We're mere hours from Major League Baseball trotting out the big guns for a made-for-television schedule release in which each team will be tasked with times and dates for 60 games to be played by the end of summer. But it doesn't take the most observant person on planet to notice that the sport is having a bit of trouble doing the basic stuff required to begin even practicing for the regular season.
Already today, the Houston Astros and Washington Nationals have canceled workouts while they await the results of COVID tests they took last Friday. This comes on the heels of the Oakland Athletics waiting in vain for theirs and the Los Angeles Angels not even getting a scheduled visit from testers.
The COVID testing procedure appears broken. And while some of that can be attributed to newness and routine early-process hiccups, it certainly does not portend good things for the future. Remember, this is all happening at time when the teams are relatively static. There are no road trips to deal with. There are no tight turnaround times for getaway days.
And I say that as a criticism. We are living in unprecedented times with unprecedented challenges. Everyone is doing their best. But consider that part of your being that's just been assuming the hiccups and false starts will cease once the season begins -- gasp -- in a few weeks? How connected with reality and predictable future reality is that portion of your brain?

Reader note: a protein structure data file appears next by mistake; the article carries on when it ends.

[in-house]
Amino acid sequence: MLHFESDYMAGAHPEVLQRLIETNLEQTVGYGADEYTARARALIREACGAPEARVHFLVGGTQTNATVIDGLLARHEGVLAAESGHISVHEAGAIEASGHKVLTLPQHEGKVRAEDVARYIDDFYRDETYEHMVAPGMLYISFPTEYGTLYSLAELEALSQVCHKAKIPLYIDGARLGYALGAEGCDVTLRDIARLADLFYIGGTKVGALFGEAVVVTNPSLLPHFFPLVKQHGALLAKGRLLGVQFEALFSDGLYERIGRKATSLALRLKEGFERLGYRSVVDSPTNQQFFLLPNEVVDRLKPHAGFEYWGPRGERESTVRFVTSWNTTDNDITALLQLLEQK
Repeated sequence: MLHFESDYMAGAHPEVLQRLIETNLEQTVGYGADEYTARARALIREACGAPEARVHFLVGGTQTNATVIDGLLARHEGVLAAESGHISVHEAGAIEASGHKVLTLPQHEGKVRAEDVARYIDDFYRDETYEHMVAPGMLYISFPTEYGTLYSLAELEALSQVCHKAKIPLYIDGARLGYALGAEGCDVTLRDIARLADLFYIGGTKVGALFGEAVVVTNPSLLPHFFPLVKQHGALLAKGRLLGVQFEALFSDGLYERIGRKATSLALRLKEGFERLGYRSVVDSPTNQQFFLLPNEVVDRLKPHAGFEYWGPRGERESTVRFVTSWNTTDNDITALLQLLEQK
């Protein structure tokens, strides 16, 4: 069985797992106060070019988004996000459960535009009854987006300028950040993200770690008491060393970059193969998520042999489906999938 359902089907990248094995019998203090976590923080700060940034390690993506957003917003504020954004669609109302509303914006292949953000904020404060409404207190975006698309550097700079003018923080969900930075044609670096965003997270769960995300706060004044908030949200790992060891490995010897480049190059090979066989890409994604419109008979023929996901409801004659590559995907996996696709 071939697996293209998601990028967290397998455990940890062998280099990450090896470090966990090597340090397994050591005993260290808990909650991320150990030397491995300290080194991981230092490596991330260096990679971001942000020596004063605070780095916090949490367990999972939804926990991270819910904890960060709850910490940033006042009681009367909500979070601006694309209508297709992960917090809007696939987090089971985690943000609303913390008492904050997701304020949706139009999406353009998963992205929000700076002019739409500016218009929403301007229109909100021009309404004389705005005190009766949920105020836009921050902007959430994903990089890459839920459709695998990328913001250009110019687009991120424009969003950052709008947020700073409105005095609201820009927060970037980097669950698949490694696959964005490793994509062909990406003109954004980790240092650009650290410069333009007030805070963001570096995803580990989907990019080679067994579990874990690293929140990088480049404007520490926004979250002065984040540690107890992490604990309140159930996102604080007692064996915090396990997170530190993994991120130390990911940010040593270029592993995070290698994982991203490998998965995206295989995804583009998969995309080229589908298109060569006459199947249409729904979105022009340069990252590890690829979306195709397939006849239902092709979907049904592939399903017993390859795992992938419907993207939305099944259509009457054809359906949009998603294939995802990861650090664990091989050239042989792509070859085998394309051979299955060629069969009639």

Is it possible that today will serve as a negative turning point? The day it should have been clear to even the blindly optimistic that forging through and playing a Major League Baseball season was too much of a challenge? Obviously, one hopes that's not the case. To think that it's a reality not weighing heavily on the hearts of the sport's brass would be willfully ignorant.
We have Nationals general manager Mike Rizzo saying the season's in jeopardy if the testing issues aren't resolved. Brewers manager Craig Counsell is representative of managers everywhere who are prioritizing safety over game-planning for a season. It feels as though we're getting close to a tipping point.
That this is happening with a ticking clock is not ideal. This evening was supposed to be about optimism and excitement for the future. Instead it's going to be a strong reminder of all the cleanup and preparation that must be done to even play those 60 games.
Major League Baseball is having a tough time keeping its footing while getting out of the batter's box. That needs to change quickly if they want to avoid sheepishly shuffling back to the dugout.